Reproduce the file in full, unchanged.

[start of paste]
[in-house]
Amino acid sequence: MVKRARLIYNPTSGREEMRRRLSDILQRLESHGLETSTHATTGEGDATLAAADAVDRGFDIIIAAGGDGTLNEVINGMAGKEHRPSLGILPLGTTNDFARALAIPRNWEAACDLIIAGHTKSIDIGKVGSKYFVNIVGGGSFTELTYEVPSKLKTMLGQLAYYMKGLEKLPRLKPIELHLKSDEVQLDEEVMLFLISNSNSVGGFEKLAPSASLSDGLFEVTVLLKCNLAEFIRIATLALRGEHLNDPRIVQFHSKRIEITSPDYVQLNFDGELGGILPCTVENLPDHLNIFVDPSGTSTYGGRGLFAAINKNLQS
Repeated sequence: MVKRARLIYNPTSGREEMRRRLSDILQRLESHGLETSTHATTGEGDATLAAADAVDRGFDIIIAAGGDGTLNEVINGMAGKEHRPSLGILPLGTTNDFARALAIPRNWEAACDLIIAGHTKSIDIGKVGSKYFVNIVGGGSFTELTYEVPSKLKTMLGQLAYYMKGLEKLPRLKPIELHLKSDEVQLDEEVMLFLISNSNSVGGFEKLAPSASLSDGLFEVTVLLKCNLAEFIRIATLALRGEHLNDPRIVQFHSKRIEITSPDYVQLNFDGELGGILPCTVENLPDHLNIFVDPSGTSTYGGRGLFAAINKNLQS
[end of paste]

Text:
[in-house]
Amino acid sequence: MVKRARLIYNPTSGREEMRRRLSDILQRLESHGLETSTHATTGEGDATLAAADAVDRGFDIIIAAGGDGTLNEVINGMAGKEHRPSLGILPLGTTNDFARALAIPRNWEAACDLIIAGHTKSIDIGKVGSKYFVNIVGGGSFTELTYEVPSKLKTMLGQLAYYMKGLEKLPRLKPIELHLKSDEVQLDEEVMLFLISNSNSVGGFEKLAPSASLSDGLFEVTVLLKCNLAEFIRIATLALRGEHLNDPRIVQFHSKRIEITSPDYVQLNFDGELGGILPCTVENLPDHLNIFVDPSGTSTYGGRGLFAAINKNLQS
Repeated sequence: MVKRARLIYNPTSGREEMRRRLSDILQRLESHGLETSTHATTGEGDATLAAADAVDRGFDIIIAAGGDGTLNEVINGMAGKEHRPSLGILPLGTTNDFARALAIPRNWEAACDLIIAGHTKSIDIGKVGSKYFVNIVGGGSFTELTYEVPSKLKTMLGQLAYYMKGLEKLPRLKPIELHLKSDEVQLDEEVMLFLISNSNSVGGFEKLAPSASLSDGLFEVTVLLKCNLAEFIRIATLALRGEHLNDPRIVQFHSKRIEITSPDYVQLNFDGELGGILPCTVENLPDHLNIFVDPSGTSTYGGRGLFAAINKNLQS